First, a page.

Tony: “Matt Leinart of USC, no doubt. He is the most polished and NFL ready of any quarterbacks in this draft. He has great upside and is a true leader with a great understanding of the game and terrific quarterback intangibles. He’s lost only two games in three years and won as many national titles; that’s pretty amazing. I also think one must factor in the way he’s handled the pressure and media in Los Angeles, where USC football is presently king. That translates well to handling the pressure and media in New York, which would be tough for Vince Young of Texas and even tougher for Jay Cutler of Vanderbilt.”

JI: Do you realistically think the Jets could trade down?

Tony: “It will be tough. I don’t think there will be a player available at number four that a team will pay a premium to move up for. Funny thing about the draft and trades; the weeks leading up to the event there is all kinds of talk about teams moving around and picks switching hands yet it only occasionally happens in the first round.”

JI: What will happen when the Jets pick at #29?

Tony: “You can have a wish list but it is very tough to predict who’ll be available. Ohio State center Nick Mangold is a terrific fit for the Jets and can play the pivot for a decade. If a highly-rated running back such as Minnesota’s Laurence Maroney slips into their laps then he has to be a consideration. Of course if they are still looking for an offensive tackle and a player like Eric Winston is available that also must be a priority.”

JI: Before you know it the Jets will be on the board again, choosing at number 35.

Tony: “At that point you’ve got to look at value- which previously predicted top 32 player is still available. Guard Max-Jean Gilles of Georgia or maybe Gabe Watson the defensive tackle from Michigan are considerations. So is Bobby Carpenter of Ohio State, though he probably won’t make it to #35. There should be a plethora of cornerbacks available and with the recent signing of Andre Dyson the Jets could trade down at the top of the second.”

JI: There is a lot of talk about Michigan DT Gabe Watson on these boards. What are your feelings about him?

Tony: “Physically he has the makings of a dominant interior defensive lineman. Sadly he only plays to his capabilities occasionally and is rightfully labeled an underachiever. He came into his senior season with high grades yet failed miserably to meet the expectations placed on him. That is a concern, especially for a 340-pound kid.”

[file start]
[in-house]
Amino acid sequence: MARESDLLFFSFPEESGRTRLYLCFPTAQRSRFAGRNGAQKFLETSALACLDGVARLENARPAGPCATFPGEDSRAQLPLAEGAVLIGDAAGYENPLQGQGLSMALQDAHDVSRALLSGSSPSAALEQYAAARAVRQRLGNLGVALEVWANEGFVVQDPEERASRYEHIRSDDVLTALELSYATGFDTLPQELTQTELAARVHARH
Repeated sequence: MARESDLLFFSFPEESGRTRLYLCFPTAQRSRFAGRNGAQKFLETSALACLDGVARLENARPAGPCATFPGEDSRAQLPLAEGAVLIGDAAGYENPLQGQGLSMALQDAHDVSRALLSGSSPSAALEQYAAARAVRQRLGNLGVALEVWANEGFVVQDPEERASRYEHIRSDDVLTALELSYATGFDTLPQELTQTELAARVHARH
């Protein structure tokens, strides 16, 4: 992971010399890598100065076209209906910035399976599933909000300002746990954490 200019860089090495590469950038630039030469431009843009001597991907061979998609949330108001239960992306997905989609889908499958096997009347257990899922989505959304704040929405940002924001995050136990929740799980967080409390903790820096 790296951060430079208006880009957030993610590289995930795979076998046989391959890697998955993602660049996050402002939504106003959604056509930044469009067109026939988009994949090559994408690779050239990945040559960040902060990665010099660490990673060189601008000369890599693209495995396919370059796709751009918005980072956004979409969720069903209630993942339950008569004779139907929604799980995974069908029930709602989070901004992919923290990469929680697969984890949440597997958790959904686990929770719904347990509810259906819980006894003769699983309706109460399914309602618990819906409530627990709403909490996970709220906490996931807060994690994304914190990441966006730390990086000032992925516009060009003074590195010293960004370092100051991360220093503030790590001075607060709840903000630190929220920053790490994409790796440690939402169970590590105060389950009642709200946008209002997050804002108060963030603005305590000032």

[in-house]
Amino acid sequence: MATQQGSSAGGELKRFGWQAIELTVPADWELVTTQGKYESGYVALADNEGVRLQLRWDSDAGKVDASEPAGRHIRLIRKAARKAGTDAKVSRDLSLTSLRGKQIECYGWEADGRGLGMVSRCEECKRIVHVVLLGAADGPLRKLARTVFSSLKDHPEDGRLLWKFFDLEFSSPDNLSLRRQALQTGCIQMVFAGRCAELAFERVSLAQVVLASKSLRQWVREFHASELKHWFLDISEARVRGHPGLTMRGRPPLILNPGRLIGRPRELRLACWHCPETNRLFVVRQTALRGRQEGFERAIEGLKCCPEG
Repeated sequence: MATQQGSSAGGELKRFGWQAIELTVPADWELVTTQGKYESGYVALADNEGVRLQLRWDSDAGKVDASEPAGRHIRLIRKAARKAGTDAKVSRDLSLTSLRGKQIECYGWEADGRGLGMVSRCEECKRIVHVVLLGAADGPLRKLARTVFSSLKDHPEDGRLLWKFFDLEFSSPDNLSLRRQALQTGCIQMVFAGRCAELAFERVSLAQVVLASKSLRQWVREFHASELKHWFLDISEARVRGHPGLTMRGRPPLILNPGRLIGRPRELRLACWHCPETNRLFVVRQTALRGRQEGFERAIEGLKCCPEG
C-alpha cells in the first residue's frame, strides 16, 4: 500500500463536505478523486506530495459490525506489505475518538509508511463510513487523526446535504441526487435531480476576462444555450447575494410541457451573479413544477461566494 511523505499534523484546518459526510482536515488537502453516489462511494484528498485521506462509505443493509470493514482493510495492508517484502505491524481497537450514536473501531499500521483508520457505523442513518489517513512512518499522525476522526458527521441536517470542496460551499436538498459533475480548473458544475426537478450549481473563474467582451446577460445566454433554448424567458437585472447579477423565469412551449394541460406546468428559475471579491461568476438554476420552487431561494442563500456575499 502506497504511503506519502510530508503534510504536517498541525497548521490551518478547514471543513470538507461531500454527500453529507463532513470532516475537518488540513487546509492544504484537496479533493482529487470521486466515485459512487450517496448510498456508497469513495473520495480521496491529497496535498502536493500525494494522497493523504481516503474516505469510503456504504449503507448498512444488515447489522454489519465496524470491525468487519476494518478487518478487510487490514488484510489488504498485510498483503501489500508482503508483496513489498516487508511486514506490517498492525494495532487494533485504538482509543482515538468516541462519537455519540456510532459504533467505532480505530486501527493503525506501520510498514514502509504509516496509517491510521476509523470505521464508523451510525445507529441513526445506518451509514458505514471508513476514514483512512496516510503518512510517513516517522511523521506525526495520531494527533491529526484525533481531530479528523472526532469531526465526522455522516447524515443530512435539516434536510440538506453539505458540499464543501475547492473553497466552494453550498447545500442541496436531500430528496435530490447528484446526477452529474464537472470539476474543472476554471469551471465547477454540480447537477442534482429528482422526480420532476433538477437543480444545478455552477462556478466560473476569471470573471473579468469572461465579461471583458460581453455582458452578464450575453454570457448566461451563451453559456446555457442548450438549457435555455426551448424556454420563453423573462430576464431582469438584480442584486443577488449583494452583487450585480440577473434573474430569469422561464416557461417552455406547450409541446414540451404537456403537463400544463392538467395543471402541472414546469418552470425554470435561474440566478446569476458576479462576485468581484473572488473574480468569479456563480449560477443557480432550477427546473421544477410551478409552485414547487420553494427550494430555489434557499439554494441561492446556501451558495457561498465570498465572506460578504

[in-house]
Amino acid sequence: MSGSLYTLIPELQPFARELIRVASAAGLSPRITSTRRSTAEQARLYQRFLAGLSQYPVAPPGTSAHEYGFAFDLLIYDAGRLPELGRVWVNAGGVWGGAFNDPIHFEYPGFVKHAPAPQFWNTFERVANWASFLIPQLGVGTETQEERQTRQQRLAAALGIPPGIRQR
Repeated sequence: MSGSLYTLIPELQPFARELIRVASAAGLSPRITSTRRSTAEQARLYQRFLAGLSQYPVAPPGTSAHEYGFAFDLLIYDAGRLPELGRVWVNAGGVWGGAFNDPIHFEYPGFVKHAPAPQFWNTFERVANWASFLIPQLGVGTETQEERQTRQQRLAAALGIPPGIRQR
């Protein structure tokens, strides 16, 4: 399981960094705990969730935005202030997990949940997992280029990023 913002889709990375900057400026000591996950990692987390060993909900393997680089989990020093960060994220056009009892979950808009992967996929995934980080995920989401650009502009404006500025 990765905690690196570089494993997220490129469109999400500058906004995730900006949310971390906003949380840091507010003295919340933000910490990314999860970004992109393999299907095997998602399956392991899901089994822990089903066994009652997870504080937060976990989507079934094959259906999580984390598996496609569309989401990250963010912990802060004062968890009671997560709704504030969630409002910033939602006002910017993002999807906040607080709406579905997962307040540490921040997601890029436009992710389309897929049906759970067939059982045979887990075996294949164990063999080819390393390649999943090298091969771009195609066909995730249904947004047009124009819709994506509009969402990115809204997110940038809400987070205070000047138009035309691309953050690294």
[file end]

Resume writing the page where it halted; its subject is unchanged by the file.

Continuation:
JI: Any predictions on the Jets choices in round three?

Tony: “Again- you have to look at value; which highly rated player has slipped through the cracks for whatever reason. Offensive linemen like Chris Chester of Oklahoma or Greg Eslinger of Minnesota would be considerations if Mangold is not chosen earlier. A multi-purpose developmental player like cornerback/receiver/return specialist Will Blackmon would be enticing. Some two-gap defensive linemen such as Barry Coefield of Northwestern of Ray Edwards from Purdue would also be attractive.”

JI: What about receiver?

Tony: “It will be a consideration but the Jets need speed at the position. Except for a few highly rated prospects this years crop of receivers are mostly in the “possession wide out” mold.”

JI: Can you give us any late round sleepers?

Tony: “Willie Colon, a local offensive guard from Hofstra is an interesting prospect. He is a talented lineman who played tackle in college and possesses terrific pass blocking feet yet lacks the height/size to be a left tackle in the NFL and will move into guard. Tennessee’s Albert Toeina is a huge run blocker on the right side who has starting potential. Another SEC player, Melvin Oliver of LSU, is a defensive lineman who nicely fit in as a rotational player up front. Louisville’s Joshua Tinch could be one of the most underrated pass catchers in the nation. He is a big bodied wide out and a terrific red zone threat. Likewise linebacker Nick Reid of Kansas was the Big 12 Defensive Player of the Year yet is flying under the radar screen and could start in a 34 defense. Quarterback Jeff Mroz of Yale is a terrific developmental prospect. Richard Burch of Mississippi Valley State is a real sleeper to my mind. He played well at Mississippi State in 2004 but transferred to MSV with academic problems. Burch has good size, athleticism and skill yet needs a little time to complete his game.”

JI: Is this a very busy time of year for you?

Tony: “Believe it or not most of the work is done. The 681 scouting reports which are in the TFY Draft guide were completed a month ago and will be appearing on SportsIllustrated.com soon. From here on out I talk to scouts and coaches on the phone at length while also doing tons of television and radio interviews.”

JI: Anywhere we’ll be able to see you?

Tony: “They’ll be a Comcast special entitled “The Draft House” which I’ll be doing with NFL.com’s Pat Kirwan. It will air the days prior to the draft. I am also scheduled to be interviewed on “The Daily Show” Sportsnet New York the week before the draft. There are also a bunch of different Fox-Sports appearances I’ll be doing for Direct TV subscribers.”

Tony Pauline’s website, located at TFYDraftPreview.com is dedicated to year round coverage of the NFL draft. His work is also found on Sports Illustrated’s web-site (SI.com).